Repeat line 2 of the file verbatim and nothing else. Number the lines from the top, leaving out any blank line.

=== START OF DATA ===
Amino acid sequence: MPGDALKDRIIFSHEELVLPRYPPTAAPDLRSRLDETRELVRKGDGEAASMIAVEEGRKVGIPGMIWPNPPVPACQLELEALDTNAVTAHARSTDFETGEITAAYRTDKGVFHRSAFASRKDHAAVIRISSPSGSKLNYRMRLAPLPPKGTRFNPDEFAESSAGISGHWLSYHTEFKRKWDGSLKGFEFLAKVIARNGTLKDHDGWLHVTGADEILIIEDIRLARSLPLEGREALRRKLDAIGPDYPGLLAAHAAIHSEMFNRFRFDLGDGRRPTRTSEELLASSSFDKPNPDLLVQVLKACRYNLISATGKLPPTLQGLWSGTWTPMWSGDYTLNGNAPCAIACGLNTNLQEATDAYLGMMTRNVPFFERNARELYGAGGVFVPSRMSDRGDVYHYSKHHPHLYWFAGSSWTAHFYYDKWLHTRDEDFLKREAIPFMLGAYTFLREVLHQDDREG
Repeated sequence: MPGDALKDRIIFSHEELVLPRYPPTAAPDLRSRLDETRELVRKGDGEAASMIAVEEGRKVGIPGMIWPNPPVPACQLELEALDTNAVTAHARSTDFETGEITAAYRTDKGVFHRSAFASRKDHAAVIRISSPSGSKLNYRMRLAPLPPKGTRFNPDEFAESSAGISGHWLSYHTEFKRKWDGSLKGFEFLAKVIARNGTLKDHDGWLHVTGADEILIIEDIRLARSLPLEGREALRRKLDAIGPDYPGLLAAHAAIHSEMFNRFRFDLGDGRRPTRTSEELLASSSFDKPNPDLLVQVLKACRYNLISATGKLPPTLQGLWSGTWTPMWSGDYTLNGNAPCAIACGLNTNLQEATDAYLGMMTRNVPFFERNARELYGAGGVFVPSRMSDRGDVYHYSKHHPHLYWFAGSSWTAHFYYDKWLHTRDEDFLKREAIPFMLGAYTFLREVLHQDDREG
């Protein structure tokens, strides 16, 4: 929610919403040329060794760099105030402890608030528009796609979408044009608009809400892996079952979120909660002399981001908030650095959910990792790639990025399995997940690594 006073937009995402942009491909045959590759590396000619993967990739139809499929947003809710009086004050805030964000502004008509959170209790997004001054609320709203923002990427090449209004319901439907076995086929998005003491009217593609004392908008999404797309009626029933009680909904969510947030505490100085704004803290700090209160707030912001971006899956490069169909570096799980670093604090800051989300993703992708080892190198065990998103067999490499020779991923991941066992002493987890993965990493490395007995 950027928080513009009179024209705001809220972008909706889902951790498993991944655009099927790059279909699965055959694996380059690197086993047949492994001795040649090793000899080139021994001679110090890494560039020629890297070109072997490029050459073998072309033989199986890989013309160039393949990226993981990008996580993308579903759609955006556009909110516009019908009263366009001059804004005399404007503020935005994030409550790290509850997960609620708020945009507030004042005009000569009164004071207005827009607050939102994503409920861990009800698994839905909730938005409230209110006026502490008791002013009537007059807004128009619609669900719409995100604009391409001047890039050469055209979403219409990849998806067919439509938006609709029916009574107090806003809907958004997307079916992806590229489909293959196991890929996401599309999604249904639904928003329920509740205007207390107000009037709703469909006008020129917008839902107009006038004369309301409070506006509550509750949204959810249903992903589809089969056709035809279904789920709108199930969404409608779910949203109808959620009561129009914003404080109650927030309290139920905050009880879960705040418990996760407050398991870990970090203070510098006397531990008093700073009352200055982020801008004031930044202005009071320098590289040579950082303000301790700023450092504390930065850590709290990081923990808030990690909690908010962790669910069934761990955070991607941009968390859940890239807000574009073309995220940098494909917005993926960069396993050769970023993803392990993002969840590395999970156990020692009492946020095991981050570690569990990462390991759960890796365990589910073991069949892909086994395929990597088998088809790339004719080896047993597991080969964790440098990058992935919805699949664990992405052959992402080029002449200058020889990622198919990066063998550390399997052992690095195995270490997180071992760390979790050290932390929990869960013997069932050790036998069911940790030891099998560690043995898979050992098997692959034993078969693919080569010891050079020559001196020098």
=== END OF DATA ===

Repeated sequence: MPGDALKDRIIFSHEELVLPRYPPTAAPDLRSRLDETRELVRKGDGEAASMIAVEEGRKVGIPGMIWPNPPVPACQLELEALDTNAVTAHARSTDFETGEITAAYRTDKGVFHRSAFASRKDHAAVIRISSPSGSKLNYRMRLAPLPPKGTRFNPDEFAESSAGISGHWLSYHTEFKRKWDGSLKGFEFLAKVIARNGTLKDHDGWLHVTGADEILIIEDIRLARSLPLEGREALRRKLDAIGPDYPGLLAAHAAIHSEMFNRFRFDLGDGRRPTRTSEELLASSSFDKPNPDLLVQVLKACRYNLISATGKLPPTLQGLWSGTWTPMWSGDYTLNGNAPCAIACGLNTNLQEATDAYLGMMTRNVPFFERNARELYGAGGVFVPSRMSDRGDVYHYSKHHPHLYWFAGSSWTAHFYYDKWLHTRDEDFLKREAIPFMLGAYTFLREVLHQDDREG